Everyone bumped into each other, and it took a almost a minute for everyone to “untangle.”

Mak’s answer to this first scenario was fairly simple….

Scenario 1 —

Turn down the nearest aisle and go around.

Avoid the mess and move on.

Easy peasy.

In the original article,  I stepped to the side of the oncoming mess, paused for about five seconds against the wall, and then went around the back of everyone.

So, Mak and I had the same idea, but he takes a longer way around to completely avoid the crowd.

In the second scenario, there was a guy looking around “a little suspiciously.”

Of note, was that the guy sported a swastika tattoo on his right arm.

Here’s how Mak responded to this second scenario….

Scenario 2 —

If somebody triggers me to alert, then they get watched.

If I’m out with other people, I tend to point out the individual who triggered me.

If I sense an immediate threat, I will leave and take my people with me.

Here I would look for weapons, signs of agitation, vocal threats, posturing, etc.

If I feel something less immediate, I keep my distance, stay on high alert, and look for other danger signs.

Others similarly tattooed or a group of skinheads–I’m thinking now of gang violence or some sort of armed robbery.

I wouldn’t follow the guy around.

I probably wouldn’t get close at all.

Unless I were in the thick of it when things kicked off, I’d rather not get involved at all.

If I thought there might be more going on that a Nazi sympathizer with decent situational awareness, I’d probably report it to a cashier or a manager….

“There’s a quy on aisle 4 with Nazi tattoos acting suspiciously. You should send security over to keep an eye on things.”

There was an issue of Spider Man recently, in which Peter Parker gets his body back from Doc Ock, and is astounded to learn that the Doc has been communicating with and working with the police to minimize civilian casualties in his super-powered throw downs. It never occurred to him to make the phone call.

I feel like I am a talented amateur in the realm of self defense.

If possible, I will always let the professionals, people armed and (usually) armored, handle it.

Final Thoughts

I like that Mak’s first thoughts are about staying safe.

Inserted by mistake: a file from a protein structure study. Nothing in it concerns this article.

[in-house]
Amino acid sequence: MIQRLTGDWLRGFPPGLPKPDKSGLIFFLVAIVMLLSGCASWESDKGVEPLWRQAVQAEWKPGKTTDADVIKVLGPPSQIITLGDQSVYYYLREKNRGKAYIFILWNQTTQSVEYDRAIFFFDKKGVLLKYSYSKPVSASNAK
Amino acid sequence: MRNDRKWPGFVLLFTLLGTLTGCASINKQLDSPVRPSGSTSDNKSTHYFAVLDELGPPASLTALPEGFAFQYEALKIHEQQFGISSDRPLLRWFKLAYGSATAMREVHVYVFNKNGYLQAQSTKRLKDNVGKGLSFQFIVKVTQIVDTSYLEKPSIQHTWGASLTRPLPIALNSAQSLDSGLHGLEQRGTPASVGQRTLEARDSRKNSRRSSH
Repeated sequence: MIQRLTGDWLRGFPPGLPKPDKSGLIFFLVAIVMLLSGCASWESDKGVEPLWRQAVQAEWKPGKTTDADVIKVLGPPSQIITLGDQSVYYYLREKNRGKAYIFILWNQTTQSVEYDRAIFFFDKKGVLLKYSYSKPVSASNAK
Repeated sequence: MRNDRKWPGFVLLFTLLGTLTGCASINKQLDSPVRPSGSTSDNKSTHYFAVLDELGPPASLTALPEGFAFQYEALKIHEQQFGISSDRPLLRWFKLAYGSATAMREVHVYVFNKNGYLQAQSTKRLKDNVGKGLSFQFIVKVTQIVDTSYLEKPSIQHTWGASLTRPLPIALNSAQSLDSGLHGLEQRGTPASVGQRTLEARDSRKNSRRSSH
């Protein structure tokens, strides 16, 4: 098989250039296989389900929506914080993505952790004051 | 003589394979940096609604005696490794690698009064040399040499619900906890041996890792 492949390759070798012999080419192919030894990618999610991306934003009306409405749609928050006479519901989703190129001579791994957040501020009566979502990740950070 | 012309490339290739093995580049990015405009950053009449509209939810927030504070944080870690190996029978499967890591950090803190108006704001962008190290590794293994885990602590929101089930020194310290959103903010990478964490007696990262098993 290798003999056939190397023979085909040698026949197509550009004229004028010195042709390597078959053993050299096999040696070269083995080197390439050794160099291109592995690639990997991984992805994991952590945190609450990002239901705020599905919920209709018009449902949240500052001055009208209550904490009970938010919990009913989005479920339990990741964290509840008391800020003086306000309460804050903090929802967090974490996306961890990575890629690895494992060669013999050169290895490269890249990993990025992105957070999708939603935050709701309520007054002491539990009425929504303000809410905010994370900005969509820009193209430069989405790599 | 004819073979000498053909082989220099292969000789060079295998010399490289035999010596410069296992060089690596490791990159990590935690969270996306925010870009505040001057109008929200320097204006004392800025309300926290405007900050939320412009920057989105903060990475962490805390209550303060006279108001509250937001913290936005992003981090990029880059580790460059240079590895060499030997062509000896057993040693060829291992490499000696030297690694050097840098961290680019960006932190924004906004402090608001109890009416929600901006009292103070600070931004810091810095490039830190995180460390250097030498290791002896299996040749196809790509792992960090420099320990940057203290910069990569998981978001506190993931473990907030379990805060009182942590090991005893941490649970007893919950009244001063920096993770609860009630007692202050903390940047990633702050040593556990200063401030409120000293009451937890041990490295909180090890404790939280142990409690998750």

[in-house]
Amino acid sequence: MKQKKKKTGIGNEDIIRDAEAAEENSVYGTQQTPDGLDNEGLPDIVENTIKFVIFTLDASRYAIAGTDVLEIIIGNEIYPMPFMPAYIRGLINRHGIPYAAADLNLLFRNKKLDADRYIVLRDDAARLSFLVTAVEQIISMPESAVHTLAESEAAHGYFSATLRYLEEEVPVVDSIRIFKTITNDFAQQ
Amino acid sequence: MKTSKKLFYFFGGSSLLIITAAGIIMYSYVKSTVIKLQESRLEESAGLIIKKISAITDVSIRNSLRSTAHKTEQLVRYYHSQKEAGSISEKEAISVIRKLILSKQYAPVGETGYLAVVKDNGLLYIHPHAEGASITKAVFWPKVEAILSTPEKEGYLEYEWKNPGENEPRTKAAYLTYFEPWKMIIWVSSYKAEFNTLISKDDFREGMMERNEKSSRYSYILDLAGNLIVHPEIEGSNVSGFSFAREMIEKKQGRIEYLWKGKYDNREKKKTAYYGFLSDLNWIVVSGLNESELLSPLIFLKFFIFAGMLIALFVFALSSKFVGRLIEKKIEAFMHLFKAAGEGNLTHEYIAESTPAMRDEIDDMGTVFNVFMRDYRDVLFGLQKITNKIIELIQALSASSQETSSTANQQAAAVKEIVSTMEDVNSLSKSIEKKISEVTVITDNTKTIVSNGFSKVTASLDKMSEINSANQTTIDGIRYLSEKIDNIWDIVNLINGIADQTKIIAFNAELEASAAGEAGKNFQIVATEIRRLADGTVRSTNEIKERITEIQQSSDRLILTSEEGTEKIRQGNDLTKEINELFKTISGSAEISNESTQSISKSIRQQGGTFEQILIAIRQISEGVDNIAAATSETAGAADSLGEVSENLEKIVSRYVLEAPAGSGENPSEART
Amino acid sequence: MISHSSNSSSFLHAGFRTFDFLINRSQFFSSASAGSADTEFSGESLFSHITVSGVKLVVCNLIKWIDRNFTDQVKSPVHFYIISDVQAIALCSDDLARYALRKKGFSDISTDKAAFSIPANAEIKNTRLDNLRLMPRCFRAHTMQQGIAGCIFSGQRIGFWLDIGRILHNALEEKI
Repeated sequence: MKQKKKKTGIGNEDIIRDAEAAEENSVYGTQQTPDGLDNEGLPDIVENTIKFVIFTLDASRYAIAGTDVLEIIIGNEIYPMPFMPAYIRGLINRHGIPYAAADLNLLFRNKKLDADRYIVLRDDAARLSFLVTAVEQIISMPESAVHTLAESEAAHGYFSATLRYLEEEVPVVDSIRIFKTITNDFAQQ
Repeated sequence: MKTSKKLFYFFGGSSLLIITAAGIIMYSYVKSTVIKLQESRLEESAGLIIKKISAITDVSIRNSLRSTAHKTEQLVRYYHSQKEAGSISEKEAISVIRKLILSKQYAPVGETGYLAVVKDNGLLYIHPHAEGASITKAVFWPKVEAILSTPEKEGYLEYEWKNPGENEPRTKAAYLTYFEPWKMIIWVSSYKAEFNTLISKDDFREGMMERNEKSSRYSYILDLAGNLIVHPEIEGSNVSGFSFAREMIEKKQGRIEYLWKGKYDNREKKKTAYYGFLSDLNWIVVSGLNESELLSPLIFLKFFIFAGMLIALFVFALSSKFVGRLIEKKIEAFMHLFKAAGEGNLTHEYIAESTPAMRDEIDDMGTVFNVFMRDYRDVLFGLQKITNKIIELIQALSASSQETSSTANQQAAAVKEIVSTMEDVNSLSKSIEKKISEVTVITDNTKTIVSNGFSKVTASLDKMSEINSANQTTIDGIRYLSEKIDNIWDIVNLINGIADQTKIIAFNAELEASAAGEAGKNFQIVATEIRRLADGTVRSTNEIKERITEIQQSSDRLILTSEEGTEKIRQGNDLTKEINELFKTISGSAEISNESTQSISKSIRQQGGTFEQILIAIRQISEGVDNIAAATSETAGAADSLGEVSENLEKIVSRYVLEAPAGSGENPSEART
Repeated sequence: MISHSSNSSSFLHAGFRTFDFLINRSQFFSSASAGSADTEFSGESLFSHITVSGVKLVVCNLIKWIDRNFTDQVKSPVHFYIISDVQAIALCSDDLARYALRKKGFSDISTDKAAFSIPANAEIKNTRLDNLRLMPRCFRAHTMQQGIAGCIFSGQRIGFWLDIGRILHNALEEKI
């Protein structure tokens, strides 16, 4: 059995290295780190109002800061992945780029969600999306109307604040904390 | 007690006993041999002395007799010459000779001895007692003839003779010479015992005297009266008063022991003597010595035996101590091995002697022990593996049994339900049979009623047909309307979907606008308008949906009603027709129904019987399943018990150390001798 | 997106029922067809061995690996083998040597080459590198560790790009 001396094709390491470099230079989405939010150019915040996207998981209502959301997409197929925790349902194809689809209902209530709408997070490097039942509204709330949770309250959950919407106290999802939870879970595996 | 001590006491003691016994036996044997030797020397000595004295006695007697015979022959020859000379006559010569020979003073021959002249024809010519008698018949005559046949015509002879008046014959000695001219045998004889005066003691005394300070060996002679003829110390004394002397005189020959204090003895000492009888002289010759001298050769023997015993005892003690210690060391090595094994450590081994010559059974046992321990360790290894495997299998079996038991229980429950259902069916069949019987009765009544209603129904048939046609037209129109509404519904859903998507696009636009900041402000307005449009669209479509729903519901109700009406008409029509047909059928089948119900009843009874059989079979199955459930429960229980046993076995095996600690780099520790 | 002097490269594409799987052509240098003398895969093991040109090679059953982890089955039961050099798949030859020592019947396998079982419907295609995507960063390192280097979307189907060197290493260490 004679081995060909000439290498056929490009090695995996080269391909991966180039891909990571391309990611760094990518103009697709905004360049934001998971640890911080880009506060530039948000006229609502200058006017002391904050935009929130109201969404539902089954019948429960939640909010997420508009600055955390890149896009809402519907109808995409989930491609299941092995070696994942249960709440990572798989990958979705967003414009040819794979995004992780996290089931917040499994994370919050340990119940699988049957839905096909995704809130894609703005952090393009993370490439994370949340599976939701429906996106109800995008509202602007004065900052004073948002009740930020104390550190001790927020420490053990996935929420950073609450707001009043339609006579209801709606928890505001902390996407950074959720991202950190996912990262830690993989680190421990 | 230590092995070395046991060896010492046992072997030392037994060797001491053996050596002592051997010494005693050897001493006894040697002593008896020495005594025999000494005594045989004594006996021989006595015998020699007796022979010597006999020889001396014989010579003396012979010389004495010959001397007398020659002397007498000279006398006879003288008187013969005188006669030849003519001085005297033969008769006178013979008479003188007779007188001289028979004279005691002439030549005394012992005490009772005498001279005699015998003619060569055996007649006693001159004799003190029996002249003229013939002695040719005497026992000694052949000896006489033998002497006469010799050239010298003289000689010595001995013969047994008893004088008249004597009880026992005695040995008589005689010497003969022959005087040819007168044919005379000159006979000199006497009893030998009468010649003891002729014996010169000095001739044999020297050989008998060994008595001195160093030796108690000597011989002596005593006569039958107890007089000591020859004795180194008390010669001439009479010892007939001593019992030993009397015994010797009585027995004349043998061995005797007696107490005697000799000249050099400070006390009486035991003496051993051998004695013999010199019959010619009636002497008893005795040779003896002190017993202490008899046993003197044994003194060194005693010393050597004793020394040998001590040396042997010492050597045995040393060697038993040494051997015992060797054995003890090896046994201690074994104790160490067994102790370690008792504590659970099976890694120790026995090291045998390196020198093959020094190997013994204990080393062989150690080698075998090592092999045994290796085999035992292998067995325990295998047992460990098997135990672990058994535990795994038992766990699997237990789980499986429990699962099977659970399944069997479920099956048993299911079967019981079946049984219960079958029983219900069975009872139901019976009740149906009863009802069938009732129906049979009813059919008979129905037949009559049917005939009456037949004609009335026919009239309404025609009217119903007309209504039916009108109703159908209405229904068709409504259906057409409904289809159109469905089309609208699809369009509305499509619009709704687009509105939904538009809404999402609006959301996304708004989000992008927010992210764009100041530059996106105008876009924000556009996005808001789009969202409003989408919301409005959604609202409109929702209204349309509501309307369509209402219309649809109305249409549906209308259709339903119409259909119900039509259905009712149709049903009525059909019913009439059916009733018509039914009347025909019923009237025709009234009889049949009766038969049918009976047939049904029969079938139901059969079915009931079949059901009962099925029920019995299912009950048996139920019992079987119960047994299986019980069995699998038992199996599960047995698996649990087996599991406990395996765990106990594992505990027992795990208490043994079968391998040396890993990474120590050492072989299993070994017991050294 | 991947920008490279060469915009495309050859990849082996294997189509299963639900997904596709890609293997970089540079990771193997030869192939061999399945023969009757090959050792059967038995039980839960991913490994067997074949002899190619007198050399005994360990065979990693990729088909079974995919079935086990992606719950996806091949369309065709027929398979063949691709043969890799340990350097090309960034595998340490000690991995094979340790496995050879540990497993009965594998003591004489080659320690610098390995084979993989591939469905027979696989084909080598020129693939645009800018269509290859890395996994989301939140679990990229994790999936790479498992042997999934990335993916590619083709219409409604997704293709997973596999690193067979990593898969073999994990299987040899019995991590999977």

To that end, he doesn’t mind leaving the situation. He favors avoiding conflict.

All in all, this is a good attitude to cultivate. This goes also with with his feelings of being a “talented amateur.”

Mal is actually an accomplished martial artist, so this “talented amateur” attitude is one that he has adopted. And it’s a healthy mindset.

Even if you are a martial arts master, it’s better if you “leave it to the professionals,” when you can.

Remember, having a martial advantage means knowing how to stay safe and how to avoid conflict.

Two very important lessons.

Thanks, Mak.

We were hacked

Wow! I can’t believe it has been this long. 

Toward the beginning of the year, this site was hacked. I had no idea that the webmaster simply scratched the site and put a WordPress placeholder on a single page.

Ugh. (All those visitors lost.)

Well, I’m back (Keith Pascal, martial arts writer). And I thought that this site could morph into a martial arts/self-defense blog.

Instead of lengthy articles embedded in each post, you’ll get links to all sorts of martial arts information. All of it designed to give you the edge in a real martial arts “situation.”

In fact, to start you out, take a look at TiptoeingToTranquility.com

At Tiptoeing To Tranquility, you’ll find free self-defense articles in a variety of categories. You’ll also find good, sound advice for keeping your loved ones safe, especially when you’re not around.

TiptoeingToTranquility.com is divided into two parts: Information for those who want to protect themselves AND Information for those who want to help others to stay safe.

Make sure to take a look around, and I’ll see you in the next Advantage Martial Arts post.

Keith